U.S. national security adviser John Bolton said Sunday that ISIS, the Islamic State group, continues to pose a serious military threat, a statement sharply at odds with recent assertions President Donald Trump made that the caliphate has been utterly defeated.
Bolton told ABC’s This Week program that ISIS fighters continue to bear arms, posing a menace in the Middle East and across the globe.
“We know right now that there are ISIS fighters scattered still around Syria and Iraq and that ISIS itself is growing in other parts of the world. The ISIS threat will remain,” Bolton said, suggesting that Trump has said as much on the subject himself.
“The president has been, I think, as clear as clear can be when he talks about the defeat of the ISIS territorial caliphate,” Bolton told ABC.
“He has never said that the elimination of the territorial caliphate means the end of ISIS in total. We know that’s not the case,” he continued.
“We know right now that there are ISIS fighters scattered still around Syria and Iraq. And that ISIS itself is growing in other parts of the world. The ISIS threat will remain.”
NEW: White House national security adviser John Bolton: "We know right now that there are ISIS fighters scattered still around Syria and Iraq and that ISIS itself is growing in other parts of the world. The ISIS threat will remain" https://t.co/azzlyEakp2 pic.twitter.com/jmJsjFuZt9
— This Week (@ThisWeekABC) March 10, 2019
The truth is that Trump has been clear on ISIS — just not the way Bolton suggested.
Trump was so insistent that ISIS has been defeated that he announced the withdrawal of U.S. troops from Syria back in December, a precipitous move that cost him the services of his Pentagon chief, Defense Secretary James Mattis, who resigned hours later.
Since announcing the pullout, Trump has often boasted that ISIS has been thoroughly routed. Less than two weeks ago, he claimed in remarks made before US troops that “100 percent” of the Islamic State caliphate has been defeated in Syria.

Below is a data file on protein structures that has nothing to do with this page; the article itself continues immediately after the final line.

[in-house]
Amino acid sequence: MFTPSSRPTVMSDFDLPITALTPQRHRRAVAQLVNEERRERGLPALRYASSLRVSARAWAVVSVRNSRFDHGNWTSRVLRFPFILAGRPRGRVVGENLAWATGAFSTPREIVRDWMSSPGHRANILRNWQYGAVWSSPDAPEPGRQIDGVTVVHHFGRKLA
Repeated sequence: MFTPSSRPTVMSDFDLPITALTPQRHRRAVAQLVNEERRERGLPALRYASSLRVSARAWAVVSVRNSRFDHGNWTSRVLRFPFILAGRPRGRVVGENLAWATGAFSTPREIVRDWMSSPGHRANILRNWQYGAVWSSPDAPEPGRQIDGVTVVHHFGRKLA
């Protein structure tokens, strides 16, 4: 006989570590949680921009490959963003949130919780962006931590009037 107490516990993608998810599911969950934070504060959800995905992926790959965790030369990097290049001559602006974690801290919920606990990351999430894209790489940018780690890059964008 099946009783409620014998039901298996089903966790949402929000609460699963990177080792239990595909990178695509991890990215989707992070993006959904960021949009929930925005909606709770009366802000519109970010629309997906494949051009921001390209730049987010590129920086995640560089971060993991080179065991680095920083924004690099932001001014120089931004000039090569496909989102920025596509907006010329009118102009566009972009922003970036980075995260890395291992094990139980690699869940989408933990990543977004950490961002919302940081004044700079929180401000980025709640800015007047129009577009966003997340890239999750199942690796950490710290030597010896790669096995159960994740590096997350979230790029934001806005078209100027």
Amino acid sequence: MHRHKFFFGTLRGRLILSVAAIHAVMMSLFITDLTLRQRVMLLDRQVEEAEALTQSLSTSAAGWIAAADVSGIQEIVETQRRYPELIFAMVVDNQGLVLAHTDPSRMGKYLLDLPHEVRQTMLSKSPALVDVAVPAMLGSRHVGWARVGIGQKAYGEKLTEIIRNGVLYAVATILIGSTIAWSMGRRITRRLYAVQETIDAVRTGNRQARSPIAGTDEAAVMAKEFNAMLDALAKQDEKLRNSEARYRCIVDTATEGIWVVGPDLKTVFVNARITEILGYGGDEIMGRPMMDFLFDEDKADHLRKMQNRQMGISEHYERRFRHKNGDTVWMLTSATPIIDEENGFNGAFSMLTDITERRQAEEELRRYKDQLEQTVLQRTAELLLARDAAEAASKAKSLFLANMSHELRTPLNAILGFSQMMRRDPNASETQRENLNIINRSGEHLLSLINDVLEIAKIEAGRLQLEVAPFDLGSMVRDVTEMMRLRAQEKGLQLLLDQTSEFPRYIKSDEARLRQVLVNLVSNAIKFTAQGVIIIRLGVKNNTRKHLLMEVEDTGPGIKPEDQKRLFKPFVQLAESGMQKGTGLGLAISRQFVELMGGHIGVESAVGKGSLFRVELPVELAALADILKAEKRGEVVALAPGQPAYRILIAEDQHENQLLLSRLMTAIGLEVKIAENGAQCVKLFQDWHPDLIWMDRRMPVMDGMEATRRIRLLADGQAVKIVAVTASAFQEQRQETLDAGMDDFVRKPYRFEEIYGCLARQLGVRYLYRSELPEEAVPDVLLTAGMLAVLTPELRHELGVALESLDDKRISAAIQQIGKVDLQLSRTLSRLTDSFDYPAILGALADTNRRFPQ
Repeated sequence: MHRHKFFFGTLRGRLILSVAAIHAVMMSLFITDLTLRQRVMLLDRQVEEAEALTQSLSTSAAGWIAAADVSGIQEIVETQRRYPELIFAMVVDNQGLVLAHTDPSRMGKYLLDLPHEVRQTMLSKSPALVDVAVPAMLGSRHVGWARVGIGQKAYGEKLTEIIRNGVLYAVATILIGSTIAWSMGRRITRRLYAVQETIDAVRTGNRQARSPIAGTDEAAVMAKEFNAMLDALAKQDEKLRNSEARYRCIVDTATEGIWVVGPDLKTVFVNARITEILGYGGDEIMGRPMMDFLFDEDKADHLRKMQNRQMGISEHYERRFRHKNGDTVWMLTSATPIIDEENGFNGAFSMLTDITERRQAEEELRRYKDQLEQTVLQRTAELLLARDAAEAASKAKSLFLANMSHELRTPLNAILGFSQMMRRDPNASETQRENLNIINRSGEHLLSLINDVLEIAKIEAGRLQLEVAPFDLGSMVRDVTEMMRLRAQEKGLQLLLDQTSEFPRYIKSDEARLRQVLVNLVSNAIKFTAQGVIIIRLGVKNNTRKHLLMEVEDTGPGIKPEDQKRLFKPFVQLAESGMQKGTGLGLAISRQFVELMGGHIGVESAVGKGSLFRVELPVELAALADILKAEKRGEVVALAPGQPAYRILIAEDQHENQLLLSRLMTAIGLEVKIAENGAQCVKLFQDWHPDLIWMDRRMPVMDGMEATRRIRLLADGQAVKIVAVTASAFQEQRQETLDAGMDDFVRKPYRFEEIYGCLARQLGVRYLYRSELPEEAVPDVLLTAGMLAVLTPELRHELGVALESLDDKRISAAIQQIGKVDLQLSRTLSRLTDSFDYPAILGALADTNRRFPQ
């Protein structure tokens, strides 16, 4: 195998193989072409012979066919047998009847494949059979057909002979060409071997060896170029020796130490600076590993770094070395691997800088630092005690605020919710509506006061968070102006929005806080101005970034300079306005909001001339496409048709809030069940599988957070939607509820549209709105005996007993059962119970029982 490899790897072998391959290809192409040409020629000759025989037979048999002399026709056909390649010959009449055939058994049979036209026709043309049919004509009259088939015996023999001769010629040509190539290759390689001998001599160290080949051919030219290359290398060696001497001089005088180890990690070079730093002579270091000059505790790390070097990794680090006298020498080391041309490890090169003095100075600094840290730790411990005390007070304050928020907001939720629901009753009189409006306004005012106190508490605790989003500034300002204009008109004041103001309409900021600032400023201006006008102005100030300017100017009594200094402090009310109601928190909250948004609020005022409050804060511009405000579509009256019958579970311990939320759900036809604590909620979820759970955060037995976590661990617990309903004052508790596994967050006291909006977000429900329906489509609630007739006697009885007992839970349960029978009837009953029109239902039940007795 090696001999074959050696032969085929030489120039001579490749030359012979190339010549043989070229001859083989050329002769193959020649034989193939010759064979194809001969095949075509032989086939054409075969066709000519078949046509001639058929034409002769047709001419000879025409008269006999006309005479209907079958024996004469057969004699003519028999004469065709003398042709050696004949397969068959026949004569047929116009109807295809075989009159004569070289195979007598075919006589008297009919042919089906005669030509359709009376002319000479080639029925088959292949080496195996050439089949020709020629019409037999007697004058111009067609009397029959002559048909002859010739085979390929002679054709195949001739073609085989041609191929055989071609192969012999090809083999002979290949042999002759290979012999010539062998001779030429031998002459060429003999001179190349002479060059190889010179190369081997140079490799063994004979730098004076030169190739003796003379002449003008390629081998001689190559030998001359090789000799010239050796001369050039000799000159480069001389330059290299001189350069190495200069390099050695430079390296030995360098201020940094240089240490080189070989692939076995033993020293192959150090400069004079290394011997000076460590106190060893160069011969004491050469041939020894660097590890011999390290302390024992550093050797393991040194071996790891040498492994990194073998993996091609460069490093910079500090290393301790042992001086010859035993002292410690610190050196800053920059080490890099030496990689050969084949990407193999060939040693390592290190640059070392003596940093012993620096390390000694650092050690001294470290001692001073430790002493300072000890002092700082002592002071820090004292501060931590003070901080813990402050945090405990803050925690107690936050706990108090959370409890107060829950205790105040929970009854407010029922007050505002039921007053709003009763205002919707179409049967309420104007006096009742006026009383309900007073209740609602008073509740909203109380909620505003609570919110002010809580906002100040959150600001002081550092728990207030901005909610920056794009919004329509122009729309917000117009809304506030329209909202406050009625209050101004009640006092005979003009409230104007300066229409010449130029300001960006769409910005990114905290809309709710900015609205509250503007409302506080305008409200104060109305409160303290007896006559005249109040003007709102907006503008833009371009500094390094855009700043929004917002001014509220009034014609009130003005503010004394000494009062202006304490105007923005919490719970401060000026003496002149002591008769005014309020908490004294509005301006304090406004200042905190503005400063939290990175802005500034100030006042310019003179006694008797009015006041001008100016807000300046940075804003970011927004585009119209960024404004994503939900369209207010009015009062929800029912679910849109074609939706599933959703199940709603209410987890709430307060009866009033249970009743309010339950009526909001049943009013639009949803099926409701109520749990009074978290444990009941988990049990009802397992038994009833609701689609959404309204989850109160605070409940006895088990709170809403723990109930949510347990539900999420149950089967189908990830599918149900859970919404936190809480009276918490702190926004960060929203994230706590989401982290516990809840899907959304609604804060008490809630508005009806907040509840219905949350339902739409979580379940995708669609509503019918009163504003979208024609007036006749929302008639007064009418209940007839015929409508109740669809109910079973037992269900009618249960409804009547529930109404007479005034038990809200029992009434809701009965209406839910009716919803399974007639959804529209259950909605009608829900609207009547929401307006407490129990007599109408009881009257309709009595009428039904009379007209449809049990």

“We did that in a much shorter period of time then it was supposed to be,” Trump told U.S. troops in Alaska as he made a stop on the way home from his summit in Vietnam with North Korean leader Kim Jong-un.
Earlier in the month, the president addressed the Global Coalition to Defeat ISIS, President Trump and said his top military officials would “very soon” would be able to officially declare that ISIS was 100 percent defeated.
“They’ll be informing us very soon officially that it’s 100 percent,” Trump said in remarks at the State Department.
There have been plenty of signs from within the administration that the fight against ISIS would be more prolonged than the president has suggested.
Gen. Joseph Votel, the head of U.S. Central Command, said in congressional testimony last week that the risk remains, even with ISIS on the ropes. He said that the group could reconstitute as a violent extremist organization.
“While ISIS has been battered by the Syrian Democratic Forces and coalition forces, we should be clear in our understanding that what we are seeing now is not the surrender of ISIS as an organization but a calculated decision to preserve the safety of their families and preservation of their capabilities by taking their chances in camps for internally displaced persons, and going to ground in remote areas and waiting for the right time for a resurgence,” Votel told the House Armed Services Committee.
Trump in December ordered the withdrawal of all of the roughly 3,000 U.S. troops that had been deployed in Syria to fight ISIS, but recently — perhaps in a nod to the voices on his security team like Bolton’s — has agreed to retain a force of some 400 troops there.